The war on Black women continues! Yesterday, Psychology Today hosted a blog post entitled “Why Are Black Women Less Physically Attractive Than Other Women?” from Satioshi Kanazawa, self-described “Scientific Fundamentalist.” 

After an immediate firestorm of angry e-mails, comments and Tweets, the site changed the title to “Why Are Black Women Rated Less Physically Attractive Than Other Women?” and eventually pulled the story down altogether.

Luckily, nothing is ever “gone” on the internet and plenty of folks had already saved copies of the sexist, racist piece.

Kanazawa cites Add Health data as his only source; Add Health is a national longitudinal study by the University of North Carolina that most recently polled a “representative sample” of Americans from across the country, between the ages of 24 and 32 in 2008; this same group was polled seven years prior as middle school students. It is absurd that Kanazawa would use such a small group of people to make such a broad claim, because beauty is in the eye of the beholder and this group ranked Black women to be the lowest on the physical scale, Black women must then be less attractive than women of other races.

Attractiveness is subjective, which is something that Kanazawa surely understands. There is no possible way that the looks of an entire race of women can be summed up in such a tidy category as “best” or “worst” or “less than.” What is the point of making a claim that cannot be proven and that would inevitably be attacked as racist and sexist?

Kanazawa wrote this article because he knew it would be controversial. Most of us never knew who he was prior to this incident, and now he’s to be the subject of many responses, refutations and even news pieces (at the time of this post, MSNBC’s Tamron Hall is said to be planning a segment about the article tomorrow featuring cultural commentator Toure’). However, that does not imply that the appropriate response to this absurdity is silence. The Black woman (much like the Black man and Black child) has too often been denigrated and maligned, in spaces both public and private. We have a right to be hurt, disgusted and even angry when someone levels such a charge our way and expects us to either accept it as truth or politely disagree.

I am rarely surprised by the presence of sexism and racism, but instead, by their absence. Black women are a very easy target. We have been historically undervalued and cast as emasculating, unfeminine, hypersexual, asexual, etc. We have been used as the foil that supports the White supremacist patriarchal status quo; in other words, we’ve been dissed to keep White women and men at the top of the food chain. Additionally, there are many Black men and women who have jumped right in line to support some of the worst charges leveled against us. If our own people don’t see the beauty and value in Black women, it’s that much harder to convince others of our humanity.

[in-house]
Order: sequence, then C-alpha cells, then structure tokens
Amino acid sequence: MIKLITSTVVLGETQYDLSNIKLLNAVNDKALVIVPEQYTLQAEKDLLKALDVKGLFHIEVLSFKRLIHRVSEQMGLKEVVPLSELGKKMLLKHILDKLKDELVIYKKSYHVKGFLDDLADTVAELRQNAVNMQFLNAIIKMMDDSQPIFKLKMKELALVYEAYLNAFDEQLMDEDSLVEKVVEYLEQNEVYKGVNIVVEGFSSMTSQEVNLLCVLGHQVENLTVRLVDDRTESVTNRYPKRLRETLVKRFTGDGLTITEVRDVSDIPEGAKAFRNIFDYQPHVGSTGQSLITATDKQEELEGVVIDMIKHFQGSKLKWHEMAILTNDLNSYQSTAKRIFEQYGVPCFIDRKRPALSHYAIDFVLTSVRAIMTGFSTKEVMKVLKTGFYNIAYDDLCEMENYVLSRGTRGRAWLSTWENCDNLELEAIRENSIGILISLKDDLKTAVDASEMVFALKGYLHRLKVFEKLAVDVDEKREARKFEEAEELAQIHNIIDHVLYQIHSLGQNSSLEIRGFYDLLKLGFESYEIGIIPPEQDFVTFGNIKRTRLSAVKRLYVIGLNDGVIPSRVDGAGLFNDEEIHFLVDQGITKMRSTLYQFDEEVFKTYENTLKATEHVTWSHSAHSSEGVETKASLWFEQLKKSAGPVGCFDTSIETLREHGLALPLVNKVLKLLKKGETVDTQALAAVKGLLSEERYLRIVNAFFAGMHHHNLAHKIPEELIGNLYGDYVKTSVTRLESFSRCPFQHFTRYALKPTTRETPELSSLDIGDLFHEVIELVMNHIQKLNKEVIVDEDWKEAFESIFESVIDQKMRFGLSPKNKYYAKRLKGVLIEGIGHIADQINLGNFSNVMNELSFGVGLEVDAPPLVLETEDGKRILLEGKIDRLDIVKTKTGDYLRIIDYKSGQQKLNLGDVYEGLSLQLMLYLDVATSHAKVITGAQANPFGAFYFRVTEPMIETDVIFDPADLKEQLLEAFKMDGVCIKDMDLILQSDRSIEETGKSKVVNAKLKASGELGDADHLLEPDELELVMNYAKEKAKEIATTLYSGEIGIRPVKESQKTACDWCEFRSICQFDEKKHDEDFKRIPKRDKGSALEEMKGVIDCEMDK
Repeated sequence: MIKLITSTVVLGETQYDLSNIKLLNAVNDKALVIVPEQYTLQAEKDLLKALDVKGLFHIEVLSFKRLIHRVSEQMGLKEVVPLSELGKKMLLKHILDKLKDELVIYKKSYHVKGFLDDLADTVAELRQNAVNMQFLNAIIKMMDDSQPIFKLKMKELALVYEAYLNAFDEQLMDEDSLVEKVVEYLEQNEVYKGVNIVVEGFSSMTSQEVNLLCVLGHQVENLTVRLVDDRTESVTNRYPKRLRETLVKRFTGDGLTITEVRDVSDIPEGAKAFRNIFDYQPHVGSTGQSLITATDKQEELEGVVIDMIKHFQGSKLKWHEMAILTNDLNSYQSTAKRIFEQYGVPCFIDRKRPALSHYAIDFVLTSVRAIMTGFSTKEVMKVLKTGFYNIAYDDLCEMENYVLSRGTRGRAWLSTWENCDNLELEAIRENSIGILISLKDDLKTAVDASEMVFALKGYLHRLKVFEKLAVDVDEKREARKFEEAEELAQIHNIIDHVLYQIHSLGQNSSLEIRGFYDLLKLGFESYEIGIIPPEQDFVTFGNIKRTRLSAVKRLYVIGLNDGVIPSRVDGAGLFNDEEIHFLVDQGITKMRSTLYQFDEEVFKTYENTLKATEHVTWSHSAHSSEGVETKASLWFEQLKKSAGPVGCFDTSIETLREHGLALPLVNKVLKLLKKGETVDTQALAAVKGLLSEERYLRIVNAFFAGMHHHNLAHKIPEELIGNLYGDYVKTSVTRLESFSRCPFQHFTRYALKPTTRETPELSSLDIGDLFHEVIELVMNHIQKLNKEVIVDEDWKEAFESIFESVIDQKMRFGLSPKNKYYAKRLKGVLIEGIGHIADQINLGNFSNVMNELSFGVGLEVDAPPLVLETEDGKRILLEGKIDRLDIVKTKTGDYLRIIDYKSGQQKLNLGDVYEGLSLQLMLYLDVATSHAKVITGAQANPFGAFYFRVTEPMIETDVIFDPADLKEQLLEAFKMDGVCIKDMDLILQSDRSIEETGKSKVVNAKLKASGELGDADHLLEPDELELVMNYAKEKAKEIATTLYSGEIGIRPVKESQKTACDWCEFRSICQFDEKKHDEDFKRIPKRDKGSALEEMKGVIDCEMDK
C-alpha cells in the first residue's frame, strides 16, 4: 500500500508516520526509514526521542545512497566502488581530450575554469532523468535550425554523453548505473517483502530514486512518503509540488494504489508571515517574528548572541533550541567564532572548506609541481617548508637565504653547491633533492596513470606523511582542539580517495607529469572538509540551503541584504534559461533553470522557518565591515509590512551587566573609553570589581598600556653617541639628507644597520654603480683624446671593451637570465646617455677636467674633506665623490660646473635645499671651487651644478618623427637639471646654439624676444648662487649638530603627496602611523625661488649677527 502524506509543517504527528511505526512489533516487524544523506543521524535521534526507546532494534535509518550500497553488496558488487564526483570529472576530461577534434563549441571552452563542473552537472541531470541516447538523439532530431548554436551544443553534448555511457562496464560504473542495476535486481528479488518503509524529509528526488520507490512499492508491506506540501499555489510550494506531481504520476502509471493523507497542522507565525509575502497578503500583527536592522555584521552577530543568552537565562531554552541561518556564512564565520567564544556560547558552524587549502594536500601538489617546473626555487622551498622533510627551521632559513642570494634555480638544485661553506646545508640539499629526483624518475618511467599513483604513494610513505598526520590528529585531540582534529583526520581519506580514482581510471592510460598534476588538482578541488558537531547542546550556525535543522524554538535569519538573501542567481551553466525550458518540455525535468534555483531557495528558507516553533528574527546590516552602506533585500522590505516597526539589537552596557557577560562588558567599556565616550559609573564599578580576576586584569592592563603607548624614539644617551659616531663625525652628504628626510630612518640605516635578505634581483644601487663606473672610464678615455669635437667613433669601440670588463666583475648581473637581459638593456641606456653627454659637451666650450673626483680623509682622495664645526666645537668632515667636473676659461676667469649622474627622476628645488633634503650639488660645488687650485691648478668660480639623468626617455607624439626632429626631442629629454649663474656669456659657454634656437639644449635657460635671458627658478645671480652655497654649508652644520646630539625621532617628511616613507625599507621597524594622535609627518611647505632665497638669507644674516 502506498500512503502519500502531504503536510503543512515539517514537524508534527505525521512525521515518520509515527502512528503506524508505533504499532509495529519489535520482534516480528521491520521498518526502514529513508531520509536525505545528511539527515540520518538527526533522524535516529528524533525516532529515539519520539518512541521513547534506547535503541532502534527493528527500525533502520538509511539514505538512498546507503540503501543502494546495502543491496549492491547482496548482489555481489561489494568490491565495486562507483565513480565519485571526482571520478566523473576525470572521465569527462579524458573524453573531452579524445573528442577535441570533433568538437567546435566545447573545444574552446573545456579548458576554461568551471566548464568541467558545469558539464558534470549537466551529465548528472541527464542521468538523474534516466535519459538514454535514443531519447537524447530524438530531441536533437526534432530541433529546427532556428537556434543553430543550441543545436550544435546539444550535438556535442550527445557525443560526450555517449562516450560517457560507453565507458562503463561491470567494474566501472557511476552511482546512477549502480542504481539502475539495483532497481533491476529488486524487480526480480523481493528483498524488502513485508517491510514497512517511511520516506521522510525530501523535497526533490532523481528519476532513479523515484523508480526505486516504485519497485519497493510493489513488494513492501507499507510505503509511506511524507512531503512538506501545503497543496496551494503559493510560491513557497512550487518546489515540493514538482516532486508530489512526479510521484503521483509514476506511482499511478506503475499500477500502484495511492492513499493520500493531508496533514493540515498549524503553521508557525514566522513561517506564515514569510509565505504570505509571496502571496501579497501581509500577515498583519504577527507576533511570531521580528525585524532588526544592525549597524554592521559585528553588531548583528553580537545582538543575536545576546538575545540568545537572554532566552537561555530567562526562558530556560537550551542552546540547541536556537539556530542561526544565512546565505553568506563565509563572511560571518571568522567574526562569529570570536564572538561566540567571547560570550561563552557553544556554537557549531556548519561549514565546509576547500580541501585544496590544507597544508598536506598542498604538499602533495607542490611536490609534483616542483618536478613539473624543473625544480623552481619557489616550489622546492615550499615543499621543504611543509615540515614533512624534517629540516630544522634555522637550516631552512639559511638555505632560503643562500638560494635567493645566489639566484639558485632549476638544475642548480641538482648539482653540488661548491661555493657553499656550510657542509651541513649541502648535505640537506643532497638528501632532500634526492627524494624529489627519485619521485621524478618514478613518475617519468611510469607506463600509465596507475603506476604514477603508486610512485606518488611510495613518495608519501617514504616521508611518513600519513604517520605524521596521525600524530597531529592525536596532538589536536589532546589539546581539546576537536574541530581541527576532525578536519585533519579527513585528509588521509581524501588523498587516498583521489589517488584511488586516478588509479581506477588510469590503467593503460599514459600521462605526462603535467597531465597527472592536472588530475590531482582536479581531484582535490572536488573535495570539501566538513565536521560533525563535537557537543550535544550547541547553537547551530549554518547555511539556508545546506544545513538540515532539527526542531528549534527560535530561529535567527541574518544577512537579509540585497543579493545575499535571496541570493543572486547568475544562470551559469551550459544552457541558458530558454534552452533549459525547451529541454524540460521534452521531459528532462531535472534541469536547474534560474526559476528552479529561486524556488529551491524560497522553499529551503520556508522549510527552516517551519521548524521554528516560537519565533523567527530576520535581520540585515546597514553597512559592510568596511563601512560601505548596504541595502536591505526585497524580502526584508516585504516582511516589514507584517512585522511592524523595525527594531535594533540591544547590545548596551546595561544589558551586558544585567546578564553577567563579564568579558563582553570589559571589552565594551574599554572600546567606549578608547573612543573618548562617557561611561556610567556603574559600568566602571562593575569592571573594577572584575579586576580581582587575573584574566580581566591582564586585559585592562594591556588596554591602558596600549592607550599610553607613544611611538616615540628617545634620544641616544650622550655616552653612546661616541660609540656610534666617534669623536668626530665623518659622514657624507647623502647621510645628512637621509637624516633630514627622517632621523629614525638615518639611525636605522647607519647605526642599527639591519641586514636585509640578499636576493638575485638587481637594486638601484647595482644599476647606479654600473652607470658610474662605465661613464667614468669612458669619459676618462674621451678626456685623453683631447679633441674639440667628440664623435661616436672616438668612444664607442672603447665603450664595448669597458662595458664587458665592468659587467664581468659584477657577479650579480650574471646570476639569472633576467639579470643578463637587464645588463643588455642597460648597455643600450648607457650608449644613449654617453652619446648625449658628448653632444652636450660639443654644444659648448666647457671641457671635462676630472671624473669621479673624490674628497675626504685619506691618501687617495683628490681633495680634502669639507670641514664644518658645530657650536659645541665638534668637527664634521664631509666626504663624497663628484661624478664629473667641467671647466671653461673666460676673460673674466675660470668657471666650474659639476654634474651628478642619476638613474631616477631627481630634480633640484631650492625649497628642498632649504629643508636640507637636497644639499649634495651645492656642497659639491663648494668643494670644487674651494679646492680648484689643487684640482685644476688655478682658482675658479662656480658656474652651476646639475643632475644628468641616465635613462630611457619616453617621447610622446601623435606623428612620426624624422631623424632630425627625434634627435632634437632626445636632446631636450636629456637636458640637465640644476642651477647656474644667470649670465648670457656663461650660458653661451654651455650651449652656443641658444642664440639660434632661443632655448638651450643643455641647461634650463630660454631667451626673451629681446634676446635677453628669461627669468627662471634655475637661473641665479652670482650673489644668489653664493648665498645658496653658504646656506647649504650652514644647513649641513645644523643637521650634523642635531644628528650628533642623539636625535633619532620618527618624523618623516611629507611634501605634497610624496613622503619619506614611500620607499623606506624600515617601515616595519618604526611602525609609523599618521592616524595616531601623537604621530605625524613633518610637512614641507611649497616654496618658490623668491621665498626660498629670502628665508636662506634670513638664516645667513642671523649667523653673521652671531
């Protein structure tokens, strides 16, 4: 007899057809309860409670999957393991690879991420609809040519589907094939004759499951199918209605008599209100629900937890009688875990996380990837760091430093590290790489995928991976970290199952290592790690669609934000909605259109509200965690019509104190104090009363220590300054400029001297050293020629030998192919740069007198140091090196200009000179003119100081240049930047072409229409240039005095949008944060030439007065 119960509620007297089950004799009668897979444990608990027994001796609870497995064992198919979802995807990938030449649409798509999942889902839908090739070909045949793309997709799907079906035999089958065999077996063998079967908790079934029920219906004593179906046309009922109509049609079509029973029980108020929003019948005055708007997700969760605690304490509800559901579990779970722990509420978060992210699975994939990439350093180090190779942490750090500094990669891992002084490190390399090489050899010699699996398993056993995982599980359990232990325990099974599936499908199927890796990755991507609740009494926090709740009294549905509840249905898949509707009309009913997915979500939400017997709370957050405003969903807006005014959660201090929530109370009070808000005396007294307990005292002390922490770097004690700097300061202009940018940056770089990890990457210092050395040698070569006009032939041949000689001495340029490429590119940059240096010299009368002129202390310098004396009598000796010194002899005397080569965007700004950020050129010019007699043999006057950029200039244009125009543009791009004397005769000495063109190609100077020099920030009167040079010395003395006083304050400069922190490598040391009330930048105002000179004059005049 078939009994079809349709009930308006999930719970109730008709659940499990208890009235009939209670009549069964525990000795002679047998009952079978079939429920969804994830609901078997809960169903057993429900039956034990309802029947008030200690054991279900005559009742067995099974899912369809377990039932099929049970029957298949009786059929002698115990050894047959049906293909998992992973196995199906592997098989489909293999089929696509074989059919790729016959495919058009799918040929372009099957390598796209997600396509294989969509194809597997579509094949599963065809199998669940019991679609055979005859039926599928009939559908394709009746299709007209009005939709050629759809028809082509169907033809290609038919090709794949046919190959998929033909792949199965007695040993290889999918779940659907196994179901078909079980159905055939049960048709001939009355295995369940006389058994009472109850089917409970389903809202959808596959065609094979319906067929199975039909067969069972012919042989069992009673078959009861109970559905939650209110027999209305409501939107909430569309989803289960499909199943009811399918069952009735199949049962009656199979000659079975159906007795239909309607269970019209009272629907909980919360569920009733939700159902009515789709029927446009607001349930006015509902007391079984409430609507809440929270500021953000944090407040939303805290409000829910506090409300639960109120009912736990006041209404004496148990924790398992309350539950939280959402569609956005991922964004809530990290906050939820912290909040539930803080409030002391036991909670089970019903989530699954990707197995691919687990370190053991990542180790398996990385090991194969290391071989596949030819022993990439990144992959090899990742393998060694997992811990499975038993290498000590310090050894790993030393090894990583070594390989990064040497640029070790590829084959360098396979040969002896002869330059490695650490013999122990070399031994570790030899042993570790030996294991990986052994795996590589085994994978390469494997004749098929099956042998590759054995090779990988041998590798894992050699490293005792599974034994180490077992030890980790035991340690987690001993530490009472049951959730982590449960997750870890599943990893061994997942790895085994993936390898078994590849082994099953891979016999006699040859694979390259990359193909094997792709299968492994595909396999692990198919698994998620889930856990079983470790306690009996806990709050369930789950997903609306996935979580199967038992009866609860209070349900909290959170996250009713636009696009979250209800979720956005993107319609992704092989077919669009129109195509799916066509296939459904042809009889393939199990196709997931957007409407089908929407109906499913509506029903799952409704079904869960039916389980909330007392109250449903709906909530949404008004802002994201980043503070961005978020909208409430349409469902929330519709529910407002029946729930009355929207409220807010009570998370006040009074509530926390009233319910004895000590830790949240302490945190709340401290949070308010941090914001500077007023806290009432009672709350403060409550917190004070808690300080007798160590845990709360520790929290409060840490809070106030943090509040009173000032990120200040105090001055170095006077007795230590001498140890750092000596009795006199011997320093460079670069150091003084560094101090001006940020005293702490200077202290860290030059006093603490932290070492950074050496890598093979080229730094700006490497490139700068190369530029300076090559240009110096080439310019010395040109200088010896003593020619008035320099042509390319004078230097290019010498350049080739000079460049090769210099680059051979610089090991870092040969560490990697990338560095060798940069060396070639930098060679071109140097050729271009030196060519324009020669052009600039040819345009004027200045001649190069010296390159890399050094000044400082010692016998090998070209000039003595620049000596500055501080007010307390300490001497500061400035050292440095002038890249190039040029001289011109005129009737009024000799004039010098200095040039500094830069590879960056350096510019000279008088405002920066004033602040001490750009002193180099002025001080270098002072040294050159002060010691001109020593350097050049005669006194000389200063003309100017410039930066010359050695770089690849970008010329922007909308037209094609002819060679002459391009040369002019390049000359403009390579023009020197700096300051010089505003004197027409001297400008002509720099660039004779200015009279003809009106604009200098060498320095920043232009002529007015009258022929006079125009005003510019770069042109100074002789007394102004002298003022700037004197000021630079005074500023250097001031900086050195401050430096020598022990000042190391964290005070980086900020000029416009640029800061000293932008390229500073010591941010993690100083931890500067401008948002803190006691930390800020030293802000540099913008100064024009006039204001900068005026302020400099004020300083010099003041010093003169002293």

I bet that Kanazawa is one of many people who has been socialized to believe in the inherent shortcomings of Black women and felt quite comfortable using this perceived lack of value to promote his own brand. It says volumes about his understanding of race that he didn’t cite societal biases and racism as the reason that Black women are “rated” less unattractive by the participants in this study. He didn’t work to seek a reason for the disparity in rankings here, and instead, lazily suggested that Black women’s alleged increased testosterone levels may be to blame. He also takes a shot at the fact that we have statistically higher Body Mass Indexes (BMI) and suggests that we are less intelligent than other women:

“What accounts for the markedly lower average level of physical attractiveness among Black women? Black women are on average much heavier than non-Black women. The mean body-mass index (BMI) at Wave III is 28.5 among black women and 26.1 among nonblack women… However, this is not the reason Black women are less physically attractive than nonblack women. Black women have lower average level of physical attractiveness net of BMI. Nor can the race difference in intelligence (and the positive association between intelligence and physical attractiveness) account for the race difference in physical attractiveness among women. Black women are still less physically attractive than nonblack women net of BMI and intelligence…

…Africans on average have higher levels of testosterone than other races… Men with higher levels of testosterone have more masculine features and are therefore more physically attractive. In contrast, women with higher levels of testosterone also have more masculine features and are therefore less physically attractive. The race differences in the level of testosterone can therefore potentially explain why Black women are less physically attractive than women of other races, while (net of intelligence) Black men are more physically attractive than men of other races.”

The impact of this sort of thing should not be trivialized. The public image of Black women factors into the identity development and self-esteem of Black women and girls, and impacts the ways in which others see us. This is a disgusting misuse of Kanazawa’s valuable online platform, and I sincerely hope that Psychology Today cuts his microphone. His credibility is non-existent, and the publication’s own reputation has been challenged by their willingness to allow such a reprehensible piece of work appear on their site for even a moment.

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